The Summit workshop “Dallas: A Case Study in Re-imagination and Transformation,” June 17, 2014, at the Winspear Opera House. (Courtesy New Cities Foundation)

Nearly a month has passed now since the more than 800 people from all of the globe who attended this year’s New Cities Summit in Dallas, Texas, packed up their bags, and returned home. Each is now equipped—if the Summit proved its purpose—with a slew of practical ideas on how to positively transform the urban environment, or at least a more robust list of contacts in the fields of government, business, and urban design. For those of you who missed it, the New Cities Foundation has just released an ebook recapitulating what was discussed in its many keynote speeches, workshops, and panel discussions. The foundation has also produced a four-minute highlights movie (embedded below), which captures some of the enthusiastic spirit of this international gathering of urban thinkers and doers, which is now in its third year.

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Parisian preschool stays light and airy with an undulating glass facade screen

(Julien Attard)

This exterior shell enables light to penetrate into the building; it undulates slightly to indicate the entrances. (Julien Attard)

French architecture firm H20 Architectes has given light to a nursery school sited in an unusually tight and narrow courtyard site in Paris. Located in the shadow of surrounding buildings, the new facility has been designed with a glass facade and corresponding shade canopy that appears to lift effortlessly at the front entrance, belying its rigid construction.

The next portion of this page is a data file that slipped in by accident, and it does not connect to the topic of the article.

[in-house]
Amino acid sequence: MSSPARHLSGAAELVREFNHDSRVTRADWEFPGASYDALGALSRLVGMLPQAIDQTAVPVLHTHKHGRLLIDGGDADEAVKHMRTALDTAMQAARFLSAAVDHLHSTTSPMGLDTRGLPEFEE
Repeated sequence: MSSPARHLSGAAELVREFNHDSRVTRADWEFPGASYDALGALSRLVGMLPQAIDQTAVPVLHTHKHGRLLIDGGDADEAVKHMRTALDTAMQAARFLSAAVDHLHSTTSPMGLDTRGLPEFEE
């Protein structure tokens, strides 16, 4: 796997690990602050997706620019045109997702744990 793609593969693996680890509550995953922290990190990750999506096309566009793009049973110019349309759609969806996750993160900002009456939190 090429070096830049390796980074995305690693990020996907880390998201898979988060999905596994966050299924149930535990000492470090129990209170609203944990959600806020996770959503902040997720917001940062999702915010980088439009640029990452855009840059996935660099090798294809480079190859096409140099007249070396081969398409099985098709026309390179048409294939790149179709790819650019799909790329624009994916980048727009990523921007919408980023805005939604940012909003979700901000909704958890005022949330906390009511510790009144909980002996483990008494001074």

Continue reading after the jump.

Green Skyscraper Concept Grows Over Time Using Tenants’ Recycled Waste

Recycled Skyscraper London (Courtesy Chartier-Corbasson)

Recycled Skyscraper London (Courtesy Chartier-Corbasson)

French architecture firm Chartier-Corbasson has hopped on the green-building train with their recently unveiled green skyscraper concept. Renderings of the Organic London Skyscraper show a towering, pyramid-shaped building comprised of panels made from recycled plastic material. But this tower takes a radical twist—it would be built from the trash of its inhabitants and grow over time.